Plaintiff argues, however, that the complaint could be viewed as alleging either of the following contracts: (1) an oral agreement solely with her brother whereby he would hold some part of his inheritance in trust for plaintiff, or (2) an agreement implied by law or morality to provide for her. We agree that a suit based on either the oral or implied agreements she would have us glean from her inartful complaint would not be barred by either Rule 4:85-1 or N.J.S.A. 3B:1-4 because the former governs the time for bringing suit to set aside a probated will and the latter applies only to agreements with a decedent regarding the terms of a will. Plaintiff argues that the judge misconstrued her allegations and that his decision contained no rationale for the dismissal of her allegations of either an oral or implied contract. We agree that the judge's decision does not encompass these other alleged agreements. However, we review orders not opinions, and may, therefore, affirm an order under review on grounds not mentioned or considered by the trial judge. See Do-Wop Corp. v. City of Rahway, 168 N.J. 191, 199 (2001); Home Props. of N.Y., L.P. v. Ocino, Inc., 341 N.J. Super. 604, 616 (App. Div. 2001).
After carefully reviewing the record, we conclude that summary judgment was appropriate because the alleged oral agreement is unenforceable due to a lack of consideration and because the law would not imply the existence of an agreement between plaintiff and her brother in these circumstances. Plaintiff first argues the existence of an oral contract with her brother by which he agreed to create a trust on her behalf funded by assets received by him from their mother's estate. An oral promise to create a trust may be enforceable, see Restatement (Third) of Trusts § 15 comment b (2003), so long as the parties "agree on essential terms and manifest an intention to be bound by those terms," Weichert Co. Realtors v. Ryan, 128 N.J. 427, 435 (2002). Although the parties dispute the existence of an oral agreement, we will assume -- since plaintiff was the opponent of her brother's summary judgment motion, Brill v. Guardian Life Ins. Co. of Am., 142 N.J. 520, 540 (1995) -- that plaintiff's brother did make oral promises regarding the creation of such a trust.*fn3 The problem with plaintiff's contentions in this regard, which she cannot overcome, is that there is no evidence of "the flow of consideration" to her brother in exchange for his alleged oral promise. See Cont'l Bank of Pa. v. Barclay Riding Acad., 93 N.J. 153, 170, cert. denied, 464 U.S. 994, 104 S.Ct. 488, 78 L.Ed. 2d 684 (1983). The record is bereft of any evidence and permits no inference that plaintiff may have detrimentally relied on her brother's alleged promise or that her brother received anything in exchange for his alleged promise to create and fund a trust on plaintiff's behalf. Absent such evidence, the alleged oral agreement is not enforceable. See, e.g., Friedman v. Tappan Dev. Corp., 22 N.J. 523, 533-38 (1953).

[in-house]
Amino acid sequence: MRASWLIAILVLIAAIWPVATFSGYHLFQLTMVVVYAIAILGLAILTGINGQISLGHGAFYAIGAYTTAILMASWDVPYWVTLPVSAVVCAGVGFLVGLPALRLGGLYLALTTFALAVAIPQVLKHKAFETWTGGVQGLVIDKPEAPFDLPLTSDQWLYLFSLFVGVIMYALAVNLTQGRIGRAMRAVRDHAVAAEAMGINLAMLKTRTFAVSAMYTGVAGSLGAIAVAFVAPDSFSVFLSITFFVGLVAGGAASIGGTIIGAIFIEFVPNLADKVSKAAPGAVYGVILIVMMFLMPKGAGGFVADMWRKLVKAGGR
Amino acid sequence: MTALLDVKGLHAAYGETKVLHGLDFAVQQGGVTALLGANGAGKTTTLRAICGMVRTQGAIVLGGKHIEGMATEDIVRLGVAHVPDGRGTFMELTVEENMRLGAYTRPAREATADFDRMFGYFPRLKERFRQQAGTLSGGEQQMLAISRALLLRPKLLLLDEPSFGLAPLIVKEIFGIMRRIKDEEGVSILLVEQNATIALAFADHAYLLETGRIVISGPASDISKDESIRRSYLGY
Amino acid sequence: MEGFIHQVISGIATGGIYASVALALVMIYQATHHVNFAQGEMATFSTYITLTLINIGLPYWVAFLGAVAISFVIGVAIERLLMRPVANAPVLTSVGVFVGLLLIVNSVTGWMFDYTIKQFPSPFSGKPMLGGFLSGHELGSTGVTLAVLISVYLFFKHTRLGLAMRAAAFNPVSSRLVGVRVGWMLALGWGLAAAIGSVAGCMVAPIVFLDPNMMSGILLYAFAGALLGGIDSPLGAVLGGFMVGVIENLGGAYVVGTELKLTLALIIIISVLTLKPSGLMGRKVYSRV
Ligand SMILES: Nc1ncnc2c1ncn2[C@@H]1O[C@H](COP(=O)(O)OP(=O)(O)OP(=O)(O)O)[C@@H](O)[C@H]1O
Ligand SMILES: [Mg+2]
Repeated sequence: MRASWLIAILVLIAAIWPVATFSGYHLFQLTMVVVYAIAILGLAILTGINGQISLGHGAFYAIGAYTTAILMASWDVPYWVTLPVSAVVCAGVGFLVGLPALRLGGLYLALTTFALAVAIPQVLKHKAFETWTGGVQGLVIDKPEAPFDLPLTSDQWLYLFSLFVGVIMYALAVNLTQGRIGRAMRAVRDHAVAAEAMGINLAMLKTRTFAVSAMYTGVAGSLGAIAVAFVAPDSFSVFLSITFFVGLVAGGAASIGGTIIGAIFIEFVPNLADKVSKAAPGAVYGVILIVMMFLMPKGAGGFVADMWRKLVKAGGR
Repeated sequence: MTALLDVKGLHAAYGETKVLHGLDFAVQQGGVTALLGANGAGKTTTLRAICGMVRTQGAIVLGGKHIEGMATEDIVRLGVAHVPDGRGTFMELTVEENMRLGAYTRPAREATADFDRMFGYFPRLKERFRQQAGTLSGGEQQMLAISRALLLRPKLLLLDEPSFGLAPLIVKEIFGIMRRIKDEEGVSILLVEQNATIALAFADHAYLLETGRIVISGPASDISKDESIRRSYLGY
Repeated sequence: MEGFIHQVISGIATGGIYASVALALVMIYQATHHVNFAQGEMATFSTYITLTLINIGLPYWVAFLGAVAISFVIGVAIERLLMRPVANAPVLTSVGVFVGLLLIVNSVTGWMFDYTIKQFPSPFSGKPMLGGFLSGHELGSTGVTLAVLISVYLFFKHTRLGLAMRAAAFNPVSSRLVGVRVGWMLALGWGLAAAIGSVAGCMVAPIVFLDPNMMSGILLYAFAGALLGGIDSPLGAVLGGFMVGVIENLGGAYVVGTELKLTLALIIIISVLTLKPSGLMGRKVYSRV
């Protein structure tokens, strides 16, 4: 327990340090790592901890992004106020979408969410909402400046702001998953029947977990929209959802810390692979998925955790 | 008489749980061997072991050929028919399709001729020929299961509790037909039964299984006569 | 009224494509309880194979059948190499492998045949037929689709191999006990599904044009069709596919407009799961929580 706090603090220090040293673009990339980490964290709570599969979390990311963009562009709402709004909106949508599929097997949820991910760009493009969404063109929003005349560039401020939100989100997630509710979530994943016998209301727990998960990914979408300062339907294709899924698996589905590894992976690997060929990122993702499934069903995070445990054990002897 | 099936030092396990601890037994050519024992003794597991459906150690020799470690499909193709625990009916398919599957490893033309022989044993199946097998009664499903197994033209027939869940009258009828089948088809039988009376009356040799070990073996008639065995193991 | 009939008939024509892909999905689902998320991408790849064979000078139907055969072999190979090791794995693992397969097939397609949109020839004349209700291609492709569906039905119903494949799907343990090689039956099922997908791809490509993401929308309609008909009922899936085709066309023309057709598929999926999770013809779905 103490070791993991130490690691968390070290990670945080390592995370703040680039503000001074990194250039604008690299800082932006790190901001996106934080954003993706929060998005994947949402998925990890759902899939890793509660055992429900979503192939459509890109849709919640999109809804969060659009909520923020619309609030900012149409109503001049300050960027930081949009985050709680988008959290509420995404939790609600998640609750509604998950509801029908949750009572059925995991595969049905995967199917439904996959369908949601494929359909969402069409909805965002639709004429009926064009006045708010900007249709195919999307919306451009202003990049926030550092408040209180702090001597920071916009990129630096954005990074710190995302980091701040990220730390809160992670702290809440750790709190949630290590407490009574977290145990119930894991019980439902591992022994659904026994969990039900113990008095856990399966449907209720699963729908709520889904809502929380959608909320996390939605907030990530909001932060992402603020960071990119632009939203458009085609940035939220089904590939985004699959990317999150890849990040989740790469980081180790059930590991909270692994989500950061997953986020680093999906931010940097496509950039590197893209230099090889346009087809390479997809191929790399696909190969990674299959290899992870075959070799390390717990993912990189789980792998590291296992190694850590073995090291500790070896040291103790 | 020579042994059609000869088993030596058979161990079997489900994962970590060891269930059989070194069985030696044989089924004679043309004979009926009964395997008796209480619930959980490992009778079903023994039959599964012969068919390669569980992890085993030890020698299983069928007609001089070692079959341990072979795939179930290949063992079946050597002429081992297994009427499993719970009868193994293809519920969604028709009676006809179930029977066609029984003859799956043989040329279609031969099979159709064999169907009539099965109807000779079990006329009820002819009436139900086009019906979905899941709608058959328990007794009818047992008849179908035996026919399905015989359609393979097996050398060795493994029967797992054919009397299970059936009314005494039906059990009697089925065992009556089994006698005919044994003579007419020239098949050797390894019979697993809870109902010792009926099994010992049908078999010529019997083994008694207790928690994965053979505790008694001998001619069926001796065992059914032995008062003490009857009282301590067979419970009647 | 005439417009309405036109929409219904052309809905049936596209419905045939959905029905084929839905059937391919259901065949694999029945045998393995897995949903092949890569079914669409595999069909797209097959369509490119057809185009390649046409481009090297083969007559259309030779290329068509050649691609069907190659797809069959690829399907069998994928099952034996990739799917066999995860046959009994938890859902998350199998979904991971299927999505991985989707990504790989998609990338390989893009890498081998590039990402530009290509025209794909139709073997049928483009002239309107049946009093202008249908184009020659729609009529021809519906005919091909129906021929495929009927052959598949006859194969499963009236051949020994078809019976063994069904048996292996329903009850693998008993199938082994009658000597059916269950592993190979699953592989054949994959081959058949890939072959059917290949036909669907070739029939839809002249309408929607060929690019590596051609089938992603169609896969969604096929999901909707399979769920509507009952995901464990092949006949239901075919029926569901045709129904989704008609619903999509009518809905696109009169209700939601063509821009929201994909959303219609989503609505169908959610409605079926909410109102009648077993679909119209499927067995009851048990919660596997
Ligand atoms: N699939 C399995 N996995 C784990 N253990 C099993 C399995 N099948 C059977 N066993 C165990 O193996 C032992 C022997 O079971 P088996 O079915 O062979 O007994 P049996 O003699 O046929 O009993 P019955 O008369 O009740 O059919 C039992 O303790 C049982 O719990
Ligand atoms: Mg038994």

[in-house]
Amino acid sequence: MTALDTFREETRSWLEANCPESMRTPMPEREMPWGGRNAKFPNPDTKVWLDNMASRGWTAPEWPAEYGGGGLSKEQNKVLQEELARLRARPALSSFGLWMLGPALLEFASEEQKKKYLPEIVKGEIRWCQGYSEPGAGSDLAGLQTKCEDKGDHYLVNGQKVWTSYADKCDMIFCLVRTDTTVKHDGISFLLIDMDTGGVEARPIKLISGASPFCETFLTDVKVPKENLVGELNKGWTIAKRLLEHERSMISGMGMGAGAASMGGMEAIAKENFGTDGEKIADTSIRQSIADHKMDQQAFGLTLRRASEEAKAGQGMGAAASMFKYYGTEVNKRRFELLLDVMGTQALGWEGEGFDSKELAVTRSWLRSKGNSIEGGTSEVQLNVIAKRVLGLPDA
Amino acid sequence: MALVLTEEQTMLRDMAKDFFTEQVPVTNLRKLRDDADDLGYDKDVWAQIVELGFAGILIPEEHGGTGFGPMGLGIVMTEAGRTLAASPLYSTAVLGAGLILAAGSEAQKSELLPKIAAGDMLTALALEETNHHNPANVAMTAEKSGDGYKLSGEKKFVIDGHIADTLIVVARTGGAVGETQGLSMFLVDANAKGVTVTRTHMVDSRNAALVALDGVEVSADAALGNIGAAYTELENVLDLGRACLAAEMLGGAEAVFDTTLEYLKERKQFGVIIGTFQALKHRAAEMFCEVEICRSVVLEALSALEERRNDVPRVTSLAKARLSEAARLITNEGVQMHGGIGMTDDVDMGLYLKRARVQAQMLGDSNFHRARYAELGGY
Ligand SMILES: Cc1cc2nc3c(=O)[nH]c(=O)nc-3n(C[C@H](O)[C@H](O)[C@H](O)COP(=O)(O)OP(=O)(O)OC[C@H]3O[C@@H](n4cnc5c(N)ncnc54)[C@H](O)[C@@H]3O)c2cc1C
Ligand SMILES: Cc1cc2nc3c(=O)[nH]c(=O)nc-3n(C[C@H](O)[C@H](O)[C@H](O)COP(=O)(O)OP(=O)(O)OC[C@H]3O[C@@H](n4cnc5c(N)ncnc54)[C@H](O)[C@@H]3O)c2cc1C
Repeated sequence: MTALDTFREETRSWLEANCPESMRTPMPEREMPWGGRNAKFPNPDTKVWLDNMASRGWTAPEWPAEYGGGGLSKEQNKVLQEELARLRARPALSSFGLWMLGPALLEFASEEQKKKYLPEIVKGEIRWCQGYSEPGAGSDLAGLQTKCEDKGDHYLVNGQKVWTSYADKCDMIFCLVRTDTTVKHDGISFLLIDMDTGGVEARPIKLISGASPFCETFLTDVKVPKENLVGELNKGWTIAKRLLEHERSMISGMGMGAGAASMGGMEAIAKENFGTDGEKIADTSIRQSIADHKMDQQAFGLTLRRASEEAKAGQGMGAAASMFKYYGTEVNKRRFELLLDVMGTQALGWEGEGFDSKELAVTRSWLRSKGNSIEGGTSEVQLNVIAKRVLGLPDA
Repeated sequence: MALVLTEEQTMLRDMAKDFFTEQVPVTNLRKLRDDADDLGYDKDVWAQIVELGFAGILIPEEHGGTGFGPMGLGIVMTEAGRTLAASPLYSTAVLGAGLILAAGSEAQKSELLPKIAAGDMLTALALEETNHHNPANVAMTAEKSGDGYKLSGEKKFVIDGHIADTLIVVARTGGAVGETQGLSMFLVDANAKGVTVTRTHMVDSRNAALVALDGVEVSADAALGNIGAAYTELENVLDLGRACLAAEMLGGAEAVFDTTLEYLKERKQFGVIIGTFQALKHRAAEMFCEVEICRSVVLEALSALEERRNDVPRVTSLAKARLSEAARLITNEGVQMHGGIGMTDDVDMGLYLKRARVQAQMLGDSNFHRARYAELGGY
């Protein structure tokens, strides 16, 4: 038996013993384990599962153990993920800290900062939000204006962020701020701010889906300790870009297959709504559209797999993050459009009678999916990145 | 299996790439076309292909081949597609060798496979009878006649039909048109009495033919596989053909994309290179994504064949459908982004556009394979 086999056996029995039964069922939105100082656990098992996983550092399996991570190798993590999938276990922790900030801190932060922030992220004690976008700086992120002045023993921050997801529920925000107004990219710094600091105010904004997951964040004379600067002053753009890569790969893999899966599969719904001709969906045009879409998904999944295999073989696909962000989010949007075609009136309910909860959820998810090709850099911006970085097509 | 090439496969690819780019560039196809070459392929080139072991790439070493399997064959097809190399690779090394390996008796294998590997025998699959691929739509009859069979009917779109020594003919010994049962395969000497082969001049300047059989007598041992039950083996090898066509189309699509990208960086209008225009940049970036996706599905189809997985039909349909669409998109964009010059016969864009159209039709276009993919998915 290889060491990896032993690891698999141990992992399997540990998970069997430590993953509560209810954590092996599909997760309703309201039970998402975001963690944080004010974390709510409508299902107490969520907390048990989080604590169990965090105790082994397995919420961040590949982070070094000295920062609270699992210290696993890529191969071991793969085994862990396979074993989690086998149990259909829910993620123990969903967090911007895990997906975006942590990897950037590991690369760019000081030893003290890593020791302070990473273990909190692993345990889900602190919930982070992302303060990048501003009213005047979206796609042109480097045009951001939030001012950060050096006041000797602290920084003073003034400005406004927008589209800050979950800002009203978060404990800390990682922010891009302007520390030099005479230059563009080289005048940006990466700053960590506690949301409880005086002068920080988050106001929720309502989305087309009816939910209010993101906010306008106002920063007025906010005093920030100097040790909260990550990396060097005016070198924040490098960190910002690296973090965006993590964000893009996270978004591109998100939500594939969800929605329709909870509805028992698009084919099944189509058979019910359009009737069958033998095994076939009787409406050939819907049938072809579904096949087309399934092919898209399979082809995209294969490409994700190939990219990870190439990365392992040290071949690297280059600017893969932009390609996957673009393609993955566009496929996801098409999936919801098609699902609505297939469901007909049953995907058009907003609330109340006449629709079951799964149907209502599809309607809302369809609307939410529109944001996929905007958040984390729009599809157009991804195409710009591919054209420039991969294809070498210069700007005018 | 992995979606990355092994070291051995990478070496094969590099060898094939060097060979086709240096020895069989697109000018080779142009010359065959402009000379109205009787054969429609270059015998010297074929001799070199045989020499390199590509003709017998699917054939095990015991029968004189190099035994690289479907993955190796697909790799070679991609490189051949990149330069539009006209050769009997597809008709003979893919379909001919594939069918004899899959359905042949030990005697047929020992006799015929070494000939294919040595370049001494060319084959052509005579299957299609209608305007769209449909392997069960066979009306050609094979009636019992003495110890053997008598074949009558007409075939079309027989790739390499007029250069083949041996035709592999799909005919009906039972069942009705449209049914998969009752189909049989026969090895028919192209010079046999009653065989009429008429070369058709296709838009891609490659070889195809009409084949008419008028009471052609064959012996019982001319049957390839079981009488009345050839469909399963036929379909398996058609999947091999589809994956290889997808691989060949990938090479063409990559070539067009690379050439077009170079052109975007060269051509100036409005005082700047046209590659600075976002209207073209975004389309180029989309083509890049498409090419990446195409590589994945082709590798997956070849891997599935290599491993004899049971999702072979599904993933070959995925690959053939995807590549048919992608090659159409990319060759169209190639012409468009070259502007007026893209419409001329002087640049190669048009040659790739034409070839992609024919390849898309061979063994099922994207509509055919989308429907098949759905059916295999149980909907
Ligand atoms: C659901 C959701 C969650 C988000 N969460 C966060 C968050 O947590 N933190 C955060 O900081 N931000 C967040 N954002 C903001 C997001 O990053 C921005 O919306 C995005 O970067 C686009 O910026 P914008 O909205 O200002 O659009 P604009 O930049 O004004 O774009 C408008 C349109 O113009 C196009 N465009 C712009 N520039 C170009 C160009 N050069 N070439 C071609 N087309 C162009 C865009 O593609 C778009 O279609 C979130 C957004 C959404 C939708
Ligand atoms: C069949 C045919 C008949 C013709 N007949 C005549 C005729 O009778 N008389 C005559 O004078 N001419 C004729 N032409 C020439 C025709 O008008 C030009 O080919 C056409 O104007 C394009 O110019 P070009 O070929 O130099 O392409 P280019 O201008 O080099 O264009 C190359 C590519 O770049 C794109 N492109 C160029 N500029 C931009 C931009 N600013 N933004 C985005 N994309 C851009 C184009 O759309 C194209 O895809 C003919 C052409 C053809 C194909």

Plaintiff lastly argues that moral considerations warrant the finding and enforcement of her brother's implied agreement to create a trust on her behalf. Not surprisingly, plaintiff has cited no legal authority to suggest an agreement may be implied in these circumstances. The law recognizes no claim against a beneficiary in favor of an excluded relative on moral grounds. See, e.g., Christian v. Canfield, 108 N.J. Eq. 547, 552 (Ch. 1931).